• The end of the gas-fired recovery plan?
  • But new gas project will still be approved
  • No more attempts to add CCS to ARENA remit

With Labor taking over the reins of power following Saturday’s election, there’s one other likely casualty besides the term-and-a-bit Morrison government.

That’s right, it’s time to say goodbye to the much-criticised Gas-Fired Recovery plan which sought to strengthen the Australian economy by making energy affordable for businesses and households.

This would supposedly be achieved by making gas more affordable through developing new gas basins, setting new gas supply targets and enforcing “use-it or lose-it”, and developing a gas reservation scheme.

While the Morrison government didn’t hang around long enough to achieve the two latter objectives, its goal of developing new basins also ran into that not so little problem that the targeted areas relied on coal seams or shales, which as pointed out by Got Gas in past, are anything but cheap or affordable.

That’s not to say that environmental groups (and the Greens who are looking like they will hold the balance of power in the Senate), hoping that no new gas and oil projects will be approved, will have their way either.

Here’s what Got Gas thinks we can expect to see from our new overlords.

Natural gas still has a role to play

Love it or loathe it, natural gas isn’t going away anytime soon.

AGL Energy recently offered spot prices that are more than four times higher than the usual rate while the Australian Energy Regulator is expected to increasing standing power prices (for the east coast at least).

This is all due to rising gas prices even as LNG producers in Queensland exported more gas than ever to take advantage of sky high global prices.

With many of the older gas fields starting to see production decline, the Albanese Labor government is likely to keep releasing oil and gas acreage as well as approve the development of new projects if only to keep gas flowing to meet current demand.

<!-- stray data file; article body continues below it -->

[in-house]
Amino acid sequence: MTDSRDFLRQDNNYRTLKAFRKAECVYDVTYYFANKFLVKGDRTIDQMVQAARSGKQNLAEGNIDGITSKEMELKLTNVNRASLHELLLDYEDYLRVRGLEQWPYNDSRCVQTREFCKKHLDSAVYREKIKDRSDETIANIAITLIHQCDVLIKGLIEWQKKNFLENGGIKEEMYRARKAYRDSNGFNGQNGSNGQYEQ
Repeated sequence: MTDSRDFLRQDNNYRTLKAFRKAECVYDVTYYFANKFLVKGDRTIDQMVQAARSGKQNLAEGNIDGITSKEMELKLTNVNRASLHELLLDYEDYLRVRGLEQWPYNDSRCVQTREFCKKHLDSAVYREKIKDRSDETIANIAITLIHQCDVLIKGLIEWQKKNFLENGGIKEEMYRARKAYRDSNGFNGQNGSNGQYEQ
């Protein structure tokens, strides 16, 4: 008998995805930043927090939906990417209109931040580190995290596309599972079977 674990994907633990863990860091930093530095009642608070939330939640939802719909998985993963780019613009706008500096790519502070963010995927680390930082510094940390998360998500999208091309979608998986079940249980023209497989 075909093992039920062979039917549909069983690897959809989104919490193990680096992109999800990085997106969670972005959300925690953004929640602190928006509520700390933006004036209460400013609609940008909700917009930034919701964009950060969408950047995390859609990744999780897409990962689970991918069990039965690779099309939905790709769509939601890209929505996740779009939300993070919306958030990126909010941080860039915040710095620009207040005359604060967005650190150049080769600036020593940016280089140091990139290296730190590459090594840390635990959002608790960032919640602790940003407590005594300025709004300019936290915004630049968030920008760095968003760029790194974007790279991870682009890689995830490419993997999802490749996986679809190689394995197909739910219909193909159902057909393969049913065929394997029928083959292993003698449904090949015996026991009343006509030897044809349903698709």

What the new government is unlikely to do (though that’s not 100%) is put Commonwealth funds into new fossil fuel infrastructure.

Our new Prime Minister is also known to favour a cap on gas exports, which will serve to make more gas available to the domestic market.

But wait you say, won’t developing new gas fields take time? Time enough for new renewable energy sources to be brought on line?

That might be true at any other point in time, but because of the global energy crisis, everyone and their Aunt Harriet is scrambling to get their own renewable energy programs into place.

Couple that with supply chain issues and implementing new renewable energy projects becomes that much more challenging.

New infrastructure will also be required, which will just add further to the amount of time needed for the energy projects of the future to start making a difference.

Renewable energy to play a bigger role

It maybe just a bit disingenuous to say that renewables won’t be replacing gas anytime soon and then turn around to say that it will play a bigger role in the energy mix.

But the fact is that gas isn’t the only fossil fuel out there. We still have the fuel that was backbone of the early industrial revolution and coal is almost certainly heading the way of the dodo much sooner than its counterpart.

Labor is certainly not going to blink when coal fired plants close earlier than expected – unlike our previous energy minister chucking a minor tanty after Origin Energy’s decision to shutter the Eraring power station.

It is also almost a certainty that it will leave the remit of the Australian Renewable Energy Agency alone rather than trying to expand it include technologies such as carbon capture and storage.

Go, go green hydrogen

Back on the topic of gas, the new government is likely to push hard on the clean, future gas of the future – aka green hydrogen.

Not only does hydrogen represent a way to store excess renewable energy for use when the sun don’t shine, it is also a potential export commodity that could replace LNG once the difficulty in transporting hydrogen is worked out.

Transportation of hydrogen is challenging as a vessel transporting liquefied hydrogen would only carry about 27% of the energy carried by an LNG vessel of the same size.

Liquefying hydrogen is also an expensive process, requiring 33% of the energy in the hydrogen compared to 10% for natural gas.

Finding the right carrier for the hydrogen is critical and some notable options include ammonia, methanol and liquid organic hydrogen carriers.

Expect to see Labor committing more funding going into green hydrogen production and transportation.